Panama Private Interest Foundations

Foundation Charter & Regulations

Two main documents constitute a Panama Private Interest Foundation, The Foundation Charter and its Regulations (also called by-laws).


 

The Foundation Charter.

Panamanian law requires that a Foundation Charter be registered at the Public Registry to obtain juridical personality. Like any other corporate entity with rights and obligations and who will acquire and own assets of all kinds, the law requires certain basic information provided in the Charter to constitute a foundation.

The fact that the Foundation Charter needs to be registered offers the Panamanian vehicle more judicial safeguards. It grants the Public Registry the elements to issue a “Certificate of Public Registry (also called Certificate of Good Standing or Extract), thus ensuring the actual existence of the Foundation. This document may be legalized by Apostille, and it will prove to be a great tool for the prompt opening of bank accounts in the name of the Foundation.

The Foundation Charter must include the following information:

  • Foundation name.
  • The Founder name.
  • The initial capital of the Foundation (usually US$10,000)
  • Name and address of the 3 member or members of the Foundation Council.
  • The domicile of the foundation.
  • The name and domicile of the Resident Agent of the foundation in Panama.
  • The purposes or objects of the foundation.
  • The manner of appointing the beneficiaries of the foundation.
  • The reservation of how to modify the Foundation Charter.
  • The duration of the foundation.
  • Any other clauses which the founder may consider convenient.


 

The Regulations.

Any information not required by law to be included in the Foundation Charter and which a Founder would rather keep private can always be written into the Regulations, a private document that does not need to be registered at the Public Registry or anywhere else.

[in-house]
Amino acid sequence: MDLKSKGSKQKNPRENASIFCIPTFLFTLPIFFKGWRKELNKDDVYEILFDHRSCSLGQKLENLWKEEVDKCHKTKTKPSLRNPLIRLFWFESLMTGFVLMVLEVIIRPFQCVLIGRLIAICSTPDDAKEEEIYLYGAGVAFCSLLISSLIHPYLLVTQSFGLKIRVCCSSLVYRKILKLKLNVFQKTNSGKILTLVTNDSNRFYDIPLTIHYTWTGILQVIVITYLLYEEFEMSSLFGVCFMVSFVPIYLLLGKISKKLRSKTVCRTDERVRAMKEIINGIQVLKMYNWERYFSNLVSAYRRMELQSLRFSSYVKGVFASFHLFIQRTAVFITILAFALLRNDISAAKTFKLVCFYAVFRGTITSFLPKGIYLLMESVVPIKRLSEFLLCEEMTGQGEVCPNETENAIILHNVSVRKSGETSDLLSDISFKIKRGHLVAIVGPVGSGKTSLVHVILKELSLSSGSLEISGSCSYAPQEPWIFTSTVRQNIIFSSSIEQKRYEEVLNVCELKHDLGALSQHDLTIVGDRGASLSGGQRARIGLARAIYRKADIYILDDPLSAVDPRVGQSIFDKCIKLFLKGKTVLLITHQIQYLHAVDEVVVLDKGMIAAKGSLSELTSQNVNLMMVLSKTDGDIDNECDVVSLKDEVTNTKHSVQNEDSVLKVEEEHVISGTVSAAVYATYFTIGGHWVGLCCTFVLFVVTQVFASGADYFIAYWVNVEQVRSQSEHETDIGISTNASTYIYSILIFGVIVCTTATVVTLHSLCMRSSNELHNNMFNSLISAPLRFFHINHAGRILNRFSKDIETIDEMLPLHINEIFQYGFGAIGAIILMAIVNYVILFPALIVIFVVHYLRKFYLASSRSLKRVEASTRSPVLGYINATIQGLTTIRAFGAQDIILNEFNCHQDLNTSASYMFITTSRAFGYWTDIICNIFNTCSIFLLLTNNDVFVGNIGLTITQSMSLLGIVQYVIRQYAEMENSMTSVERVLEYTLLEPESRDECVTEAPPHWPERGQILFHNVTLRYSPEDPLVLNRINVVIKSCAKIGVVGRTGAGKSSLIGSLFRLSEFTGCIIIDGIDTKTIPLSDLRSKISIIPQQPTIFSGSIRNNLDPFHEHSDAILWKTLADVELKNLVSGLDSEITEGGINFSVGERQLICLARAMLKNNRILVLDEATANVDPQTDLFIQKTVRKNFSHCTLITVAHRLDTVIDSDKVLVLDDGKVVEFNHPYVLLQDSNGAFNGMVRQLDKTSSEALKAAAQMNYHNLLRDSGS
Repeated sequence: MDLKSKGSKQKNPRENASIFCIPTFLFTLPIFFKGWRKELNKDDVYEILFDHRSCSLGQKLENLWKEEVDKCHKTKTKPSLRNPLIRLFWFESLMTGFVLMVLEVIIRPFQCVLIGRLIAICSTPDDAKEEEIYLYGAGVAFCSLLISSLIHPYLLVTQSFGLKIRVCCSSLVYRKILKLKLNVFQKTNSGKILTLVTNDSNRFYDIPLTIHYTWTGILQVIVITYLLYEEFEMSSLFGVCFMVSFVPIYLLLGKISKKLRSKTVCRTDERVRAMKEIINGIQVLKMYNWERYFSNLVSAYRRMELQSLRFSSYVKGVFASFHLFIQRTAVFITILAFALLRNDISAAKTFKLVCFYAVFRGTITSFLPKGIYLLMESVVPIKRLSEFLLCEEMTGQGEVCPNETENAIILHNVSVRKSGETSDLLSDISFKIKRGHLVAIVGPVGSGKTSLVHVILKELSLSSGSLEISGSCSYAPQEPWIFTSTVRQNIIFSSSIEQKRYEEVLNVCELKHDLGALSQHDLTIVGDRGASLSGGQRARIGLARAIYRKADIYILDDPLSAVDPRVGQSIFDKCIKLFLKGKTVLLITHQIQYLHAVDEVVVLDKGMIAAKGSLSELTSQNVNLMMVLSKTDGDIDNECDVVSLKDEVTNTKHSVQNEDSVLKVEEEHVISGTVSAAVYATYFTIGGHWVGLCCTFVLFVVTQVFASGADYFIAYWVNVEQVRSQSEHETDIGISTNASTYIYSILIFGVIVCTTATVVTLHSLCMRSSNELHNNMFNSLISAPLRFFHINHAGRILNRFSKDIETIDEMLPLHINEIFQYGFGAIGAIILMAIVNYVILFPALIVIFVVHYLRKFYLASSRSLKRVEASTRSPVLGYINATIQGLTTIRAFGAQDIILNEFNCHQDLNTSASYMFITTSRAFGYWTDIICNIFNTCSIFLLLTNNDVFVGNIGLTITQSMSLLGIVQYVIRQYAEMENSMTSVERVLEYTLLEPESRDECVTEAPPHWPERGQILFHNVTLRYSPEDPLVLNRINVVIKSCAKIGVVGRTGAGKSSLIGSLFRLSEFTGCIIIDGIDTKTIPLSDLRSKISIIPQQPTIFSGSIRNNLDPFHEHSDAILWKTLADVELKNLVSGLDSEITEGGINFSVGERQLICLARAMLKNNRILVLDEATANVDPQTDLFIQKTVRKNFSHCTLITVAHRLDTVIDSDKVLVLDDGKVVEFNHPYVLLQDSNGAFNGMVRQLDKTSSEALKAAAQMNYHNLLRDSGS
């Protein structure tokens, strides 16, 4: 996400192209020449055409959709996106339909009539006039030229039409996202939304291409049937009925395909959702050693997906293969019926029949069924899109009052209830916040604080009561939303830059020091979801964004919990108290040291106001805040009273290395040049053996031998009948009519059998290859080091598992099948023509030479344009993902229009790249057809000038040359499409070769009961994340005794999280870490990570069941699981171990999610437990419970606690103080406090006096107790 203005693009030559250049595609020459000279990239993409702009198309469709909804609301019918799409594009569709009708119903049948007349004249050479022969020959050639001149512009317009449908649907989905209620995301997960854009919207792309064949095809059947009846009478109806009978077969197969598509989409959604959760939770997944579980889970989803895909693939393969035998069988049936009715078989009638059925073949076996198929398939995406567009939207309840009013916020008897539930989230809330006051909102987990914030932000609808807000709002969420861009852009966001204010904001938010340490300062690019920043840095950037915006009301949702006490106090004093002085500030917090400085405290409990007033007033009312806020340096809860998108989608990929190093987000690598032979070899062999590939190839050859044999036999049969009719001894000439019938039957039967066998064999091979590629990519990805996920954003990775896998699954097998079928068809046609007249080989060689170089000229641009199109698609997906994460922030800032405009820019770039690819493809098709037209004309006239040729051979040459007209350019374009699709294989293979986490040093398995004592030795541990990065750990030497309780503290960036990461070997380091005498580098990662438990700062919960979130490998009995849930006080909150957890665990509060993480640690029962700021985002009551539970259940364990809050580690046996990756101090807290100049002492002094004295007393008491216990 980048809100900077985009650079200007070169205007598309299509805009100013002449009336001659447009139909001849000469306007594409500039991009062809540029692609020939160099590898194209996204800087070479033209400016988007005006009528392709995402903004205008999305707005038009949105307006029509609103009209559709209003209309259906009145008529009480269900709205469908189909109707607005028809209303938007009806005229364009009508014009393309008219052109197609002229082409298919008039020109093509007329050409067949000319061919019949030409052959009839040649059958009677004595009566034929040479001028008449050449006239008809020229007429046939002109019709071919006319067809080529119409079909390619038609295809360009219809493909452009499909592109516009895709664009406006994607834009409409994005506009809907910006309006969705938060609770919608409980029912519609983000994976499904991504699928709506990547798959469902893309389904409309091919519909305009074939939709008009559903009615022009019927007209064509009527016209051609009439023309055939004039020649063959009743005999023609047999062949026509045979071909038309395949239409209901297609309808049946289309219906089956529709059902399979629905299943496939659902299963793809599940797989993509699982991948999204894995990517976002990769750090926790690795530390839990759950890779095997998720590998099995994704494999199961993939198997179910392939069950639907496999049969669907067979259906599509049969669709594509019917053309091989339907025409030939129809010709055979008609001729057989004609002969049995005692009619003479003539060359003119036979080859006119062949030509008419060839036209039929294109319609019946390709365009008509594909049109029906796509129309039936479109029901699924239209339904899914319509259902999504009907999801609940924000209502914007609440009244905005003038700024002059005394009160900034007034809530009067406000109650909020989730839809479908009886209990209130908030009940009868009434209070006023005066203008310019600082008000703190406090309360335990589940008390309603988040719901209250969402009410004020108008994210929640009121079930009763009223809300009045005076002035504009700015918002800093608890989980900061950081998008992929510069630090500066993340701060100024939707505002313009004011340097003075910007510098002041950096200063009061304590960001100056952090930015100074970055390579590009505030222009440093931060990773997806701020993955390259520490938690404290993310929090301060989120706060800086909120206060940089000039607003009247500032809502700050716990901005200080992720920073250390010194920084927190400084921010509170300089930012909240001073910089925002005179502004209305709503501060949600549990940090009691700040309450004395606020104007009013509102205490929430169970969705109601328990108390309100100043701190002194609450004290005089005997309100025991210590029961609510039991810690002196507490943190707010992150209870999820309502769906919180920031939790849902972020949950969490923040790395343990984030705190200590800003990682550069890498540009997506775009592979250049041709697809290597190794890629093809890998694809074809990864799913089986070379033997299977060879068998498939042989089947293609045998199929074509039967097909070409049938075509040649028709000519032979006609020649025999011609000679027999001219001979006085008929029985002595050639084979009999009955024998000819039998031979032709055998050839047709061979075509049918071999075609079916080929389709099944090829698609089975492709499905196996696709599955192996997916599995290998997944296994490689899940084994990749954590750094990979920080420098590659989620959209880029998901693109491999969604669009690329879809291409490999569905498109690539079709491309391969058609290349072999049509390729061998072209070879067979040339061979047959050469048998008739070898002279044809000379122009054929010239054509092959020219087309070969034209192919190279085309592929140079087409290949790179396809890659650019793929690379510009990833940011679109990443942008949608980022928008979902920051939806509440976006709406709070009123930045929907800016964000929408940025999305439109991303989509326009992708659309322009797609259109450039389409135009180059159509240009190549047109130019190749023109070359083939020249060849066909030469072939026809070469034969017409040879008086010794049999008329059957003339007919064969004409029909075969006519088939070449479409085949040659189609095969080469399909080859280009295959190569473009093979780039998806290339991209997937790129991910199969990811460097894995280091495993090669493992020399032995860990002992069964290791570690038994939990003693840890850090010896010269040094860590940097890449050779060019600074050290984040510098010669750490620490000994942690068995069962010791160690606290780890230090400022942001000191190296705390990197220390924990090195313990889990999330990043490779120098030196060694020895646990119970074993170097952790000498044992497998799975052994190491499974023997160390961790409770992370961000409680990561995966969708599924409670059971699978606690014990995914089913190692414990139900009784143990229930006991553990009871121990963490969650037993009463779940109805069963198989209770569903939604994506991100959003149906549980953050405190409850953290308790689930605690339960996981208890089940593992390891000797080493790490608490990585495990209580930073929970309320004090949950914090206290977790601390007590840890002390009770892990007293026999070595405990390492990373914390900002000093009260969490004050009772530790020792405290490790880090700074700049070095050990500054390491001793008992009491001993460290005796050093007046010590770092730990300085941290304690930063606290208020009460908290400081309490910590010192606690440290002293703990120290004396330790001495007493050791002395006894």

Traditionally, any information containing beneficiary names and their rights over the foundation property is written into the Regulations. Consequently, the beneficiaries’ identities and succession dispositions do not need to be revealed to third parties.

The law places practically no limits upon the structuring of the beneficial interests of a foundation. One of the more common scenarios is for a Founder to designate himself as a beneficiary for life and appoint successive beneficiaries upon his death.

The law further enhances the confidentiality of this instrument by creating in the Foundations Law article 35 severe sanctions (fines of up to US$50,000 and imprisonment of up to six months) for breach of the duty to maintain the information confidential. This obligation applies to members of the Foundation Council and of the supervisory bodies and public or private employees having any knowledge of the activities, transactions, or operations of the foundation.

Furthermore, Regulations may be kept outside the country, in the hands of the Founder, his fiduciary agent, the Protector, or any other person or institution vested with the confidence of the Founder.

There is no need to open public proceedings if the Founder dies, and his wishes regarding the use, transference, and final destination of the Foundation assets can be carried out privately by the Foundation Council. For all of the reasons mentioned above, the Panama Private Interest Foundation has been called “the perfect living will.”